Background: When DNA double-strand breaks (DSB) are induced by ionizing radiation (IR) in cells, histone H2AX is quickly phosphorylated into gamma-H2AX (p-S139) around the DSB site. The necessity of DNA-PKcs in regulating the phosphorylation of H2AX in response to DNA damage and cell cycle progression was investigated.
Results: The level of gamma H2AX in HeLa cells increased rapidly with a peak level at 0.25 - 1.0 h after 4 Gy gamma irradiation. SiRNA-mediated depression of DNA-PKcs resulted in a strikingly decreased level of gamma H2AX. An increased gamma H2AX was also induced in the ATM deficient cell line AT5BIVA at 0.5 - 1.0 h after 4 Gy gamma rays, and this IR-increased gamma H2AX in ATM deficient cells was dramatically abolished by the PIKK inhibitor wortmannin and the DNA-PKcs specific inhibitor NU7026. A high level of constitutive expression of gamma H2AX was observed in another ATM deficient cell line ATS4. The alteration of gamma H2AX level associated with cell cycle progression was also observed. HeLa cells with siRNA-depressed DNA-PKcs (HeLa-H1) or normal level DNA-PKcs (HeLa-NC) were synchronized at the G1 phase with the thymidine double-blocking method. At approximately 5 h after the synchronized cells were released from the G1 block, the S phase cells were dominant (80%) for both HeLa-H1 and HeLa-NC cells. At 8 - 9 h after the synchronized cells released from the G1 block, the proportion of G2/M population reached 56 - 60% for HeLa-NC cells, which was higher than that for HeLa H1 cells (33 - 40%). Consistently, the proportion of S phase for HeLa-NC cells decreased to approximately 15%; while a higher level (26 - 33%) was still maintained for the DNA-PKcs depleted HeLa-H1 cells during this period. In HeLa-NC cells, the gamma H2AX level increased gradually as the cells were released from the G1 block and entered the G2/M phase. However, this gamma H2AX alteration associated with cell cycle progressing was remarkably suppressed in the DNA-PKcs depleted HeLa-H1 cells, while wortmannin and NU7026 could also suppress this cell cycle related phosphorylation of H2AX. Furthermore, inhibition of GSK3 beta activity with LiCl or specific siRNA could up-regulate the gamma H2AX level and prolong the time of increased gamma H2AX to 10 h or more after 4 Gy. GSK3 beta is a negative regulation target of DNA-PKcs/Akt signaling via phosphorylation on Ser9, which leads to its inactivation. Depression of DNA-PKcs in HeLa cells leads to a decreased phosphorylation of Akt on Ser473 and its target GSK3 beta on Ser9, which, in other words, results in an increased activation of GSK3 beta. In addition, inhibition of PDK (another up-stream regulator of Akt/GSK3 beta) by siRNA can also decrease the induction of gamma H2AX in response to both DNA damage and cell cycle progression.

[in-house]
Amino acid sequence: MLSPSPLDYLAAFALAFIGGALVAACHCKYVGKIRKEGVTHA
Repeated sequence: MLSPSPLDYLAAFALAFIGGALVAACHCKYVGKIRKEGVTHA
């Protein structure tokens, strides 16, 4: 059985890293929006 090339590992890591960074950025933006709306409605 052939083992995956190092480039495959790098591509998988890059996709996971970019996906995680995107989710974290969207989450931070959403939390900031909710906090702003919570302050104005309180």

Conclusion: DNA-PKcs plays a dominant role in regulating the phosphorylation of H2AX in response to both DNA damage and cell cycle progression. It can directly phosphorylate H2AX independent of ATM and indirectly modulate the phosphorylation level of gamma H2AX via the Akt/GSK3 beta signal pathway.